houses

Zoning Reform changes

November 11, 2021 update:

The latest on Zoning Reform: Thanks to everyone who submitted comments to the City of St. Paul regarding Phase One of the 1-4 Unit Infill Study last month. Following our advocacy, the City’s planning staff announced that they would be proposing the elimination of the Owner Occupancy requirement in St. Paul’s ordinance for Accessory Dwelling Units!

Here’s an excerpt from the full memo: “One item deserves further discussion and a revision of the originally proposed text amendments; that is the owner-occupancy requirement for accessory dwelling units. This requirement had been intended for study in this Phase 1 of the 1-4 Unit Housing Study, but moved to Phase 2 at the suggestion of some Planning Commissioners. Phase 2 will include further amendments to the City’s ADU ordinance as a part of its broad study of 1- to 4-unit housing types. However, due to the high proportion of public testimony requesting consideration of this requirement’s removal during Phase 1, in addition to support from some Planning Commissioners, staff has undertaken a review of this requirement and prepared a recommendation during Phase 1.”

This is proof that our advocacy is working. Keep it up, everybody! We’ll need to make calls, send emails, and attend future public hearings on this issue when it reaches the City Council. Stay tuned.

October 7, 2021 information

In September, the City of Saint Paul’s Department of Planning and Economic Development completed its “1-4 unit infill” study, which explored ways to reform the Saint Paul Zoning Code to legalize more housing choices in Saint Paul.

The PED proposed a series of modest amendments to the Zoning Code, called “Phase One.” For example, legalizing smaller houses on smaller lots.

The PED also signaled plans to proposed bolder, more ambitious zoning reforms in “Phase Two” in 2022, potentially allowing duplexes, triplexes, fourplexes, townhomes, and Accessory Dwelling Units (ADUs) in more places around Saint Paul.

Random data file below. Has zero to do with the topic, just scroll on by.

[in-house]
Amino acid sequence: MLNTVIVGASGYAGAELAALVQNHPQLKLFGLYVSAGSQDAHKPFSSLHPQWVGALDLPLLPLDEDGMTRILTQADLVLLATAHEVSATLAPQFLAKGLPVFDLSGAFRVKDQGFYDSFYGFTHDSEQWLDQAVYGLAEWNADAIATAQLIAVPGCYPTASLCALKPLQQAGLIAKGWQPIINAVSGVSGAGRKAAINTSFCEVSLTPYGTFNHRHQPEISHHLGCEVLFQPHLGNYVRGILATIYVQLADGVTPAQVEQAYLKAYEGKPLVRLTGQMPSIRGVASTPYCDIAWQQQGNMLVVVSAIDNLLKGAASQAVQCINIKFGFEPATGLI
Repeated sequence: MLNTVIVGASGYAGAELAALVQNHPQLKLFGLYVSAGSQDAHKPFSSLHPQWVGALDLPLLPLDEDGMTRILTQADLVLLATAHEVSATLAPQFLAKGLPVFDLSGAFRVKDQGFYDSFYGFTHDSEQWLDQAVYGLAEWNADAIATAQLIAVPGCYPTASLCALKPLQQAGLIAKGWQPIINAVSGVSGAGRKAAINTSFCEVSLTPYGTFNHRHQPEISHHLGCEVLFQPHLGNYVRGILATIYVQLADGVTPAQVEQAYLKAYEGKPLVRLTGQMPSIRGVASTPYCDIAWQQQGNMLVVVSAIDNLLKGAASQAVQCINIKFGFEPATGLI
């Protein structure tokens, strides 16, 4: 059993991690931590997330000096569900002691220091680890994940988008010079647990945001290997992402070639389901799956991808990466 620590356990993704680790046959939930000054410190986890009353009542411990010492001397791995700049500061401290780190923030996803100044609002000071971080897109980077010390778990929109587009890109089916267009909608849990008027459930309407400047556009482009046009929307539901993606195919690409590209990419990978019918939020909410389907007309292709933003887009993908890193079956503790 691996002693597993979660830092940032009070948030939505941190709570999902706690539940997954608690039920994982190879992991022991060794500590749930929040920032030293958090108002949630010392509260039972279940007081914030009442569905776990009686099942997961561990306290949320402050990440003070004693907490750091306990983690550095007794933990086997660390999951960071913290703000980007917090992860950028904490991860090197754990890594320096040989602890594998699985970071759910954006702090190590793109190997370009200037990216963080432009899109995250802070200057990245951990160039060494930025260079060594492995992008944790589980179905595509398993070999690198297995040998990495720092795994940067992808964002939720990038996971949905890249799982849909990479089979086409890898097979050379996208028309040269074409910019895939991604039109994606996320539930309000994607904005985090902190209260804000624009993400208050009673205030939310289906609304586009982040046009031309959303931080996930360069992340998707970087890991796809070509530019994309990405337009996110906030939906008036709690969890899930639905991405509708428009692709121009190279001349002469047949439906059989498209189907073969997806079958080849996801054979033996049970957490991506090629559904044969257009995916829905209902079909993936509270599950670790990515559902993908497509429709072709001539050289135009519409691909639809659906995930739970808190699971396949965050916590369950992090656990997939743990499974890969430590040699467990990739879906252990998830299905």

This is a key opportunity for Sustain Saint Paul to champion abundant housing in our city.

Take action now to urge approval of the Phase One reforms

  • Send an email to the City’s PED staff and the Planning Commission at 1to4HousingStudy@ci.stpaul.mn.us by noon on Thursday, Oct.14, to voice your support for the proposed changes, and urge more ambitious action in Phase Two.
  • Attend the virtual public hearing during the Planning Commission’s meeting at 8:30 a.m. on Friday, Oct. 15. Find the videoconference link. Be prepared to speak for 1-2 minutes about why you support the Phase One reforms, and urge support for further action in Phase Two.

What our board says

Sustain Saint Paul’s Board of Directors recently submitted a letter to the City’s Planning staff and the Planning Commission on this topic, including comments on the specific policy recommendations.

More talking points to help craft your message

  • I am concerned about the housing crisis in St. Paul and want the city to enact bold and practical changes to allow more housing of all types in all areas of the city. The zoning changes proposed in Phase One are a step in the right direction.
  • Saint Paul’s current Accessory Dwelling Unit policy is too constraining to allow an average homeowner to create a good looking and functional ADU at a reasonable cost.
  • We should not limit Accessory Dwelling Units only to homeowners who live on their property. The right to add an ADU should be provided on all residential lots in the city. Everyone can help address our housing crisis, and we should not discriminate against poorer neighborhoods where there are lower rates of home ownership.
  • I support the changes recommended by the City in Phase One of the 1-4 unit infill study, but they are not enough. Saint Paul now has the largest housing crisis in the country, and it is time for bold and urgent action. I urge you to pursue ambitious changes to the Zoning Code in Phase Two in 2022, such as legalizing Missing Middle Housing throughout the city.

What next?

Stay tuned! If the Planning Commission recommends approval by the City Council, we’ll ask you to voice your support again to the City Council in a few weeks.